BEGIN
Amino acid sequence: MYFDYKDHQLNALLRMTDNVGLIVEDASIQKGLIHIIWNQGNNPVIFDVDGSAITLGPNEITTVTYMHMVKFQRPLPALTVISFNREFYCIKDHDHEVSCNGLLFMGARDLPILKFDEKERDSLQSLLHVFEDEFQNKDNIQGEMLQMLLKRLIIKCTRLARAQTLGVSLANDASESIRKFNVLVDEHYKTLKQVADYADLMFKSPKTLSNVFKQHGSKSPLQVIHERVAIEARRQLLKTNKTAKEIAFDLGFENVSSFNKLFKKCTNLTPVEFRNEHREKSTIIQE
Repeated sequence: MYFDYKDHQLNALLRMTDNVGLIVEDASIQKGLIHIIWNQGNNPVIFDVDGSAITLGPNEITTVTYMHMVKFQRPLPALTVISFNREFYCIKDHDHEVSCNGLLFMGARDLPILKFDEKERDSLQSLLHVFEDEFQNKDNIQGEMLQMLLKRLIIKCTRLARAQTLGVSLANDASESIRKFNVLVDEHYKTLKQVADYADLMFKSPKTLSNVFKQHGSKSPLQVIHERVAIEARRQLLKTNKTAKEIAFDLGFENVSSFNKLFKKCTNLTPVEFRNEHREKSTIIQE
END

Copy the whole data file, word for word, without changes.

Amino acid sequence: MYFDYKDHQLNALLRMTDNVGLIVEDASIQKGLIHIIWNQGNNPVIFDVDGSAITLGPNEITTVTYMHMVKFQRPLPALTVISFNREFYCIKDHDHEVSCNGLLFMGARDLPILKFDEKERDSLQSLLHVFEDEFQNKDNIQGEMLQMLLKRLIIKCTRLARAQTLGVSLANDASESIRKFNVLVDEHYKTLKQVADYADLMFKSPKTLSNVFKQHGSKSPLQVIHERVAIEARRQLLKTNKTAKEIAFDLGFENVSSFNKLFKKCTNLTPVEFRNEHREKSTIIQE
Repeated sequence: MYFDYKDHQLNALLRMTDNVGLIVEDASIQKGLIHIIWNQGNNPVIFDVDGSAITLGPNEITTVTYMHMVKFQRPLPALTVISFNREFYCIKDHDHEVSCNGLLFMGARDLPILKFDEKERDSLQSLLHVFEDEFQNKDNIQGEMLQMLLKRLIIKCTRLARAQTLGVSLANDASESIRKFNVLVDEHYKTLKQVADYADLMFKSPKTLSNVFKQHGSKSPLQVIHERVAIEARRQLLKTNKTAKEIAFDLGFENVSSFNKLFKKCTNLTPVEFRNEHREKSTIIQE